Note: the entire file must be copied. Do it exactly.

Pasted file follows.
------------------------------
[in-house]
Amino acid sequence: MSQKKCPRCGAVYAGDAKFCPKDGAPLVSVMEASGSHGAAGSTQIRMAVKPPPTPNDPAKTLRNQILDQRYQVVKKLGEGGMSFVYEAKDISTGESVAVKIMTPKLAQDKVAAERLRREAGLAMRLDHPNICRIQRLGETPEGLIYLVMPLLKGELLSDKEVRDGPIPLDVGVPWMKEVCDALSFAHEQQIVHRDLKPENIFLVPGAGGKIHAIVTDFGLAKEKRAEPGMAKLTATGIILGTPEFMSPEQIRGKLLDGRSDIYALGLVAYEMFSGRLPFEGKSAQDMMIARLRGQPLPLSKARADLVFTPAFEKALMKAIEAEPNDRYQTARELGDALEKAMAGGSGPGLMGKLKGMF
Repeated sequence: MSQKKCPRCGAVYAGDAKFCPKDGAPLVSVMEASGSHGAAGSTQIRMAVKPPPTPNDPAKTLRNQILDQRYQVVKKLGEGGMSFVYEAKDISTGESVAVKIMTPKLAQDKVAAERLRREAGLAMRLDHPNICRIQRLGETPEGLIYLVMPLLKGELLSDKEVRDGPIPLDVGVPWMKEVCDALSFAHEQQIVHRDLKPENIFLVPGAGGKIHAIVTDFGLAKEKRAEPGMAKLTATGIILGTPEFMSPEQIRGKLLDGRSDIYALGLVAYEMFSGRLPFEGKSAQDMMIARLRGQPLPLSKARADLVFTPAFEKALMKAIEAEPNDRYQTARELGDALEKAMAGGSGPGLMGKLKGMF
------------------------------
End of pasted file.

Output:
[in-house]
Amino acid sequence: MSQKKCPRCGAVYAGDAKFCPKDGAPLVSVMEASGSHGAAGSTQIRMAVKPPPTPNDPAKTLRNQILDQRYQVVKKLGEGGMSFVYEAKDISTGESVAVKIMTPKLAQDKVAAERLRREAGLAMRLDHPNICRIQRLGETPEGLIYLVMPLLKGELLSDKEVRDGPIPLDVGVPWMKEVCDALSFAHEQQIVHRDLKPENIFLVPGAGGKIHAIVTDFGLAKEKRAEPGMAKLTATGIILGTPEFMSPEQIRGKLLDGRSDIYALGLVAYEMFSGRLPFEGKSAQDMMIARLRGQPLPLSKARADLVFTPAFEKALMKAIEAEPNDRYQTARELGDALEKAMAGGSGPGLMGKLKGMF
Repeated sequence: MSQKKCPRCGAVYAGDAKFCPKDGAPLVSVMEASGSHGAAGSTQIRMAVKPPPTPNDPAKTLRNQILDQRYQVVKKLGEGGMSFVYEAKDISTGESVAVKIMTPKLAQDKVAAERLRREAGLAMRLDHPNICRIQRLGETPEGLIYLVMPLLKGELLSDKEVRDGPIPLDVGVPWMKEVCDALSFAHEQQIVHRDLKPENIFLVPGAGGKIHAIVTDFGLAKEKRAEPGMAKLTATGIILGTPEFMSPEQIRGKLLDGRSDIYALGLVAYEMFSGRLPFEGKSAQDMMIARLRGQPLPLSKARADLVFTPAFEKALMKAIEAEPNDRYQTARELGDALEKAMAGGSGPGLMGKLKGMF